Chapter 6, 7, 8 and 9, then, investigate thematically separate elements of Baldwin’s reign, amounting eventually to a rounded portrayal of his itinerant rule, which rooted, financed, expanded and upheld what Murray had termed a ‘robbing principality’, a definition which Edgington both embraces and deepens. Chapter 7 focuses on the ecclesiastical affairs of the newborn kingdom, tracing the evolution of its policies and relationship with the papacy through the succession of the influential Jerusalemite patriarchs. Following to its end the complicated career of Daibert, Edgington then proceeds to further chart Baldwin’s evolving choices in patriarchs that would serve his interests, principal among them Arnulf, effectively characterised as the king’s ‘stalking horse and scapegoat.’ Chapter 7 tracks the conquest of the littoral of Palestine, exploring Baldwin’s choice to follow Godfrey’s policy in making truces with the coastal cities only to slowly pick them off one by one as he gained the manpower to do so.
Edgington’s philological, painstaking use of the sources is particularly valuable in disentangling the complex military policies of the early years of the reign, exploring alternatives and crafting a plausible timeline. Closeness to the letter of the text appears to engender the author’s choice to refer to the non-Turkish adversaries of Jerusalem by the term ‘Saracens’. Given the debate surrounding the term, especially in light of Morton’s recent (2016) discussion of its loaded history (a debate which Edgington duly acknowledges) a deeper explanation for this choice could have been relevant: while an automatic translation of the term ‘Saracen’ into ‘Muslim’ would be in itself quite problematic, in light of the flexible associations of the term as a catch-all for the non-Christian ‘other’ in the sources, the author’s deep familiarity with the primary material could here have given us further valuable insights into the tackling of the term.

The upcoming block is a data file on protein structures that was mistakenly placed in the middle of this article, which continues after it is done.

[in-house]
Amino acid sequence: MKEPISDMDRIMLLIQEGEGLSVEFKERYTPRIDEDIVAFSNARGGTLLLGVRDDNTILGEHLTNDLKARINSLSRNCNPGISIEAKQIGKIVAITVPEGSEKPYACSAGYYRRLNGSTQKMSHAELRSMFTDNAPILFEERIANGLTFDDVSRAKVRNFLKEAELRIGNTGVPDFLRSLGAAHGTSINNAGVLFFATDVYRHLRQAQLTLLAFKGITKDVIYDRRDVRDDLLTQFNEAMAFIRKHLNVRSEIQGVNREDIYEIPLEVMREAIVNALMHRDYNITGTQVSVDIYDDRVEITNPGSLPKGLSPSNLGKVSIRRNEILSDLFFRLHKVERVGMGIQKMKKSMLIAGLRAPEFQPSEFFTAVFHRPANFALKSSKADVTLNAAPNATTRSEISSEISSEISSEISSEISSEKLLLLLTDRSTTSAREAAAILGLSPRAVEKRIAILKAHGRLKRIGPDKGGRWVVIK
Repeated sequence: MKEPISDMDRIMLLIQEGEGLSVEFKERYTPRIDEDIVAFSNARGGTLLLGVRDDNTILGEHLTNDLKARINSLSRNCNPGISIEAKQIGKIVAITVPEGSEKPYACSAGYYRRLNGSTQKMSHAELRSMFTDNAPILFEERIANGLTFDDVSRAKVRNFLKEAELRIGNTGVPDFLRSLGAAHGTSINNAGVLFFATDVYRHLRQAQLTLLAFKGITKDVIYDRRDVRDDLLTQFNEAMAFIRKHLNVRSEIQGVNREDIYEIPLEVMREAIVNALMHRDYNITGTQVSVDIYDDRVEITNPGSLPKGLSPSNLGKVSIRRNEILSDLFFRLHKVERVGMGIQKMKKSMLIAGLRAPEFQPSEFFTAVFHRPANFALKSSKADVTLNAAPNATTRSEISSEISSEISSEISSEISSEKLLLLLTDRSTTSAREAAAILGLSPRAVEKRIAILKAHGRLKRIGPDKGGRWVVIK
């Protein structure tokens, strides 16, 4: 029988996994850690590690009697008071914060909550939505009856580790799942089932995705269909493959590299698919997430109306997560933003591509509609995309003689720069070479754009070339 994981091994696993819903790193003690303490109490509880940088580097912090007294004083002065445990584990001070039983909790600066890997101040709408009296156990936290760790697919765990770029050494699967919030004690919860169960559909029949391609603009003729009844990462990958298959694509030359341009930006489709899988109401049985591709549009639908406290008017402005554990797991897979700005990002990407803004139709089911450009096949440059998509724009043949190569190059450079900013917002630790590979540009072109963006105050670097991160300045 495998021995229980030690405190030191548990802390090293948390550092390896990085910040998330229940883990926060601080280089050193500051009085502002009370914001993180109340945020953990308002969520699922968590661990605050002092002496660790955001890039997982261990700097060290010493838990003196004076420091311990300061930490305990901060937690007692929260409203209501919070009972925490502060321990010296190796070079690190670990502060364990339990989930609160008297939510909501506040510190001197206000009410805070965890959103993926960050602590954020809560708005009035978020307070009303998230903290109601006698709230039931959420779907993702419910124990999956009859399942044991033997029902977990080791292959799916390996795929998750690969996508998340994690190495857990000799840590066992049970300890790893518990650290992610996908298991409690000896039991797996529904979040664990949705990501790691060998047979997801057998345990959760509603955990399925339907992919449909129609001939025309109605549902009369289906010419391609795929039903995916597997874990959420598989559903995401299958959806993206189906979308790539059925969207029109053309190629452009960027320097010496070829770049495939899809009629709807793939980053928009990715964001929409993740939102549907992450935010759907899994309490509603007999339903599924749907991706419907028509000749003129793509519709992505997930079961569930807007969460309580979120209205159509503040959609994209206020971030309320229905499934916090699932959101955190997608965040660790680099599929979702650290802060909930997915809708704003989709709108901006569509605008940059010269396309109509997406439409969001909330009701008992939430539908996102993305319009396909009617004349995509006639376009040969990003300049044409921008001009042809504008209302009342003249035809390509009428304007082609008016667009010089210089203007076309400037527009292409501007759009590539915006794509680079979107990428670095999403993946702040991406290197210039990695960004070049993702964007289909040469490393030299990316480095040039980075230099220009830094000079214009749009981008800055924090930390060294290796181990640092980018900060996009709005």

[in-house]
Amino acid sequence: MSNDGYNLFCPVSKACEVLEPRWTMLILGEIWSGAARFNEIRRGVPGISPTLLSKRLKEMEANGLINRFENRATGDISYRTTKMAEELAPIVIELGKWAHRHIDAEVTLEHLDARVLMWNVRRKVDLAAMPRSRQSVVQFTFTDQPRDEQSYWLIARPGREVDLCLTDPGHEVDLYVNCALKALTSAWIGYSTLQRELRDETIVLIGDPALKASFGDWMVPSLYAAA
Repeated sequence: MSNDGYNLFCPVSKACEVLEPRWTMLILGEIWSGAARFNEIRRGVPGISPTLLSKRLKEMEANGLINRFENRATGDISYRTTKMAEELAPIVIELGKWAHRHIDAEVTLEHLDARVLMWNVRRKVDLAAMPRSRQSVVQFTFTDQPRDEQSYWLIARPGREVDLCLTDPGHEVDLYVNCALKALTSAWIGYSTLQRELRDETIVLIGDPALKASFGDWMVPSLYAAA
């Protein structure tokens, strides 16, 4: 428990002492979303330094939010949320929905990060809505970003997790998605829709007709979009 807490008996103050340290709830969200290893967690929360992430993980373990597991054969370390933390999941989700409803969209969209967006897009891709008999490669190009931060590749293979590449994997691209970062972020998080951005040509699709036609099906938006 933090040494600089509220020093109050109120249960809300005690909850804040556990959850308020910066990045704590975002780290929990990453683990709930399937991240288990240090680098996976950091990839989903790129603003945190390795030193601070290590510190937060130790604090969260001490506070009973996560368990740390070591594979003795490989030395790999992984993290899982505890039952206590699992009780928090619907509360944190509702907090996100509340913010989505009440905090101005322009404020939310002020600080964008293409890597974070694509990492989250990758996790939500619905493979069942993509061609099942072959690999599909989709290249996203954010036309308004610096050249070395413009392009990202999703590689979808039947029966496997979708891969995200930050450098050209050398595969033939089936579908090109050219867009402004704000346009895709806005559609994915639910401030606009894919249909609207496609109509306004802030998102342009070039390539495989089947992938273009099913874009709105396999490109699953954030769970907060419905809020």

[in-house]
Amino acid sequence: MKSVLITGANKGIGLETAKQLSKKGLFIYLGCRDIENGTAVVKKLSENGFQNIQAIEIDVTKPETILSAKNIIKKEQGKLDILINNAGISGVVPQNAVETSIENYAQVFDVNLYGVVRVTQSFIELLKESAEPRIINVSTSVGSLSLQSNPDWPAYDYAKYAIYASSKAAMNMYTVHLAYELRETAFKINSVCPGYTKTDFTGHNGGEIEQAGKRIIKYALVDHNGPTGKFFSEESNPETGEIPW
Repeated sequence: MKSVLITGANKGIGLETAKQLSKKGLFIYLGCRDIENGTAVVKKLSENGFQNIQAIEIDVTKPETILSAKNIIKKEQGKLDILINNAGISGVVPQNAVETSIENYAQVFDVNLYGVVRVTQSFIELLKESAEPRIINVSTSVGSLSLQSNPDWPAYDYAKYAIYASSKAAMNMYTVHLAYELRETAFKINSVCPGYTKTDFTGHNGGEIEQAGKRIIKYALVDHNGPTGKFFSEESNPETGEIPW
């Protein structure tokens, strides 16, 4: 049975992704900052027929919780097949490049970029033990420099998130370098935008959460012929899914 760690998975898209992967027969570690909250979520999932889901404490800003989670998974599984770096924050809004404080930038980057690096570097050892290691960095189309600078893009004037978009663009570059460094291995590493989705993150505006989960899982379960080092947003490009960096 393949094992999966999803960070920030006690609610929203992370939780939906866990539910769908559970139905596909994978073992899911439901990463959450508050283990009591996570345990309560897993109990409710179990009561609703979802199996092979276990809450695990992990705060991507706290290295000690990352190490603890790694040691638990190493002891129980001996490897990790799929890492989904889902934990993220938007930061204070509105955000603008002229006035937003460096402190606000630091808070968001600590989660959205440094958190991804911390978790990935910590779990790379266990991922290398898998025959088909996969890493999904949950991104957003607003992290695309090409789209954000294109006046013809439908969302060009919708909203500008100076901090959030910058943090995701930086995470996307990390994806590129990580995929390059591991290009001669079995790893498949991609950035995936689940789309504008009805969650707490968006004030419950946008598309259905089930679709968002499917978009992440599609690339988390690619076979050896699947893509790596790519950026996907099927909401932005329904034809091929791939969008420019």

Chapter 8 brings us close to Baldwin’s policy towards his neighbours, with the author’s thorough exploration of the skirmishes, battles, and fluxes of fortune which characterised the early establishment of the Kingdom (chief among them the repeated battles at Ramlah, in 1101, 1103, and 1105). Particularly effective here is the weaving together of Latin and Arabic sources, which clearly convey the shifting allegiances of the Kingdom’s closest adversaries, and the intense, ceaseless military activity which characterised Baldwin’s reign, and made him notorious to both his subjects and his enemies. Chapter 9 instead, through its investigation of ‘The army, administration and allies’, explores the internal issues and resources of the Kingdom of Jerusalem, debating manpower, recruitment, the creation of money fiefs, and difficulties in negotiating with Jerusalem’s nominal subjects, chief among them the ever-troublesome Tancred. The chapter concludes with a discussion of the Sicilian marriage to Adelaide, mother of Roger II, and the way this was received by the crusader aristocracy and the papacy, given the issue of bigamy.
Chapter 10 then concludes the exploration of Baldwin’s life, by portraying vividly his death in Egypt, and the salting of his body on his orders to return it to Jerusalem in the sweltering heat, and his reputation among contemporary and later sources of the crusades, thus concluding a detailed exploration of his life, and a thoroughly sourced presentation of his reign and its issues. Through close reading of the primary material, and an in-depth analysis and reconciliation of differing accounts, Edgington clarifies and consolidates our knowledge, and obtains a new, thorough portrayal of the first, ambitious, tirelessly enterprising king of Jerusalem.
Leverhulme Study Abroad Scholar
Università di Roma 2 Tor Vergata